• Anne-Catherine: You are right. Especially the churches of the small villages Will have to close or to find an additional or new function ( like concertroom. Exhibitionhall, …). In ghent though iT is decided that only 5 churches out of the 40 can remain for the mass, marriages and so on. like many otters have emphasized, this evolution is going on in Europe, Belgium is not alone. We try to keep them in their authenticity, as a heritage consultant this is one of the big challenges in my job. March 7, 2015 at 12:45pm Reply

      • Therése: I really have to try the Bas de Soie. It sounds intriguing! March 6, 2015 at 9:48am Reply

        • spe: Thank you for the information about the church. Very interesting phenomenon. Therese – if you like powdery scents, BdS is worth trying. This is going to sound strange, but there is something compellingly sensual about it for me – almost like pheromone by ? Miglin ? It’s unlike anything I’ve previously worn. Think Hiris plus Pheromone. March 6, 2015 at 10:02am Reply

        • Cornelia Blimber: Same in the Netherlands. Some churches are shops now (for ex. the Dominicanerkerk in Maastricht, bookshop) or concerthalls. The surviving catholic churches are closed when there is no Mass. You cannot go in for prayer anymore. Only some important churches are open (for ex. in Breda). (Or the Dom in Utrecht, now protestant). March 6, 2015 at 10:02am Reply

    • Victoria: I’m feeling like a cup of chai right now. I recently had a really good Qatari tea, which had lots of cardamom and smelled good enough to wear. March 7, 2015 at 8:24am Reply

  • Bonnie: Last night I sprayed some Armani Si and livened it with some Rihanna Rebel. This morning I am floating on a lingering waft of tart blackberries and smooth mocha. I added a touch of Body Shop Red Amber for smokiness before sipping my coffee. And then I went outside into -17C weather and the slate black scent of an Arctic chill filled my lungs, as it has all February! March 6, 2015 at 9:12am Reply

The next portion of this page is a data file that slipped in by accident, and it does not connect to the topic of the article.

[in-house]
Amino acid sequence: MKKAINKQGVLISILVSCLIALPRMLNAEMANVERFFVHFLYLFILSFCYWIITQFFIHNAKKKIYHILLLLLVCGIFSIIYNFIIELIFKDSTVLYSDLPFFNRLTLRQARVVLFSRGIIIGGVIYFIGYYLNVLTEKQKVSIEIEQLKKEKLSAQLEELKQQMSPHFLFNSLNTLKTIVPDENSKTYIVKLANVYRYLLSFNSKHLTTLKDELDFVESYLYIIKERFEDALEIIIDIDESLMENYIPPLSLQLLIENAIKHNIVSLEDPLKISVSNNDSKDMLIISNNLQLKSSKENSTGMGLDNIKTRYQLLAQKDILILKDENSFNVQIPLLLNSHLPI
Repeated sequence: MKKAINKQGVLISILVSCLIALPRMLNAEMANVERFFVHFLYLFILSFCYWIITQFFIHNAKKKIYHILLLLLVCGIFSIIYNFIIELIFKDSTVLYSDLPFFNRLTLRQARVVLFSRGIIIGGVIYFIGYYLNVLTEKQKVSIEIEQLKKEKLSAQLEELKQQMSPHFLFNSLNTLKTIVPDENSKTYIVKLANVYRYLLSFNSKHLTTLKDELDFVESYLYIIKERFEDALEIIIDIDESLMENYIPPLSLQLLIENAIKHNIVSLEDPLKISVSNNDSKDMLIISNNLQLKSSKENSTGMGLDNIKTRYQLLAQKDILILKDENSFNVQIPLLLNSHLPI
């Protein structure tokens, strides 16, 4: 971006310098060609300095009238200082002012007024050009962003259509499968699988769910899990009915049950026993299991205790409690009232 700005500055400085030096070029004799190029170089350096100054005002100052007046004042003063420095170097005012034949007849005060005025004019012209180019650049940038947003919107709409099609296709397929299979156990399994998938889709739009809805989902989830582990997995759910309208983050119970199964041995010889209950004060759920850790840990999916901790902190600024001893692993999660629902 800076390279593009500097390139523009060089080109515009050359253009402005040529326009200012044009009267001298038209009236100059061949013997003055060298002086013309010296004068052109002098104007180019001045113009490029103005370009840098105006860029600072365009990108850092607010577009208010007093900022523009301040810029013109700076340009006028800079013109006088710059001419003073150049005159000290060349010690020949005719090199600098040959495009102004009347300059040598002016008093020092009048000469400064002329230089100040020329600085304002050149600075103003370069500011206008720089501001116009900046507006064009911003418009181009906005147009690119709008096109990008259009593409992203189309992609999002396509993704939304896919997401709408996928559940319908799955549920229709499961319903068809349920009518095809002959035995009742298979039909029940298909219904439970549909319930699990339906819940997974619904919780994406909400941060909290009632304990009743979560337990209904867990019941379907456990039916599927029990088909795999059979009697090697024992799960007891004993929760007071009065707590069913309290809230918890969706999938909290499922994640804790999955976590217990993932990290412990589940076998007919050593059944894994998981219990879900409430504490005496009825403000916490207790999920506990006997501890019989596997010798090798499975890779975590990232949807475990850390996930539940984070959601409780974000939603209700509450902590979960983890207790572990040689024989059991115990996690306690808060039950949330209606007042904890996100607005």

• Victoria: Stay warm, Bonnie! Your scents sound wonderful. March 7, 2015 at 8:31am Reply

  • The Scented Salon: Due to a request, I was able to peruse the linen stalls of the Russian bazaar. I selected a heavy off-white tablecloth for as a gift but nothing for myself. Maybe next time.

    I wish I had some Ukrainian embroidered napkins from my grandmother. March 6, 2015 at 9:21am Reply

    • Victoria: My grandmother embroidered a beautiful tablecloth, but I can’t bring myself to use it, because we spill something all the time, and I’d too paranoid about ruining the precious item. March 7, 2015 at 8:33am Reply

      • AndreaR: Many years ago my beloved father spilled red wine on a beautiful tablecloth my husband’s grandmother had embroidered. My father is gone now and the ghost of the wine stain remains, but I smile every time I see it because it reminds me of the good times we all had around the table. March 8, 2015 at 6:41pm Reply

        • Victoria: This is a wonderful and inspiring story, Andrea! Thank you for giving this other perspective. OK, will definitely be using the tablecloth more often. March 9, 2015 at 4:21pm Reply

  • Kaat: Nice the broderi,

    Sipping a coffee and a small raspberry roll, and placed myself to the heater, around my neck a silk scarf…
    I started the week with
    Oudh al mithali rasashi
    Serge Lutens fille de Berlin
    Mitsouko
    En today tam do
    The silk scarf wrapped around my neck… My nose is enjoying with every sip of coffee, the pleasant fragrances that comes from behind my neck, raspberry, peach,, rosses softcreamy spices, it’s a nice mix, what is captured in the scarf, with the bitterness of the strong black coffee.:-) March 6, 2015 at 9:43am Reply

    • spe: Nice descriptions – I feel like I’m there with you March 6, 2015 at 10:04am Reply

    • Victoria: Thank you, Kaat!

      Is Oudh al mithali rasashi mostly oud, or does it have something else mixed in? March 7, 2015 at 8:33am Reply

      • Kaat: No Oudh al mithali rasashi, is not all about oudh,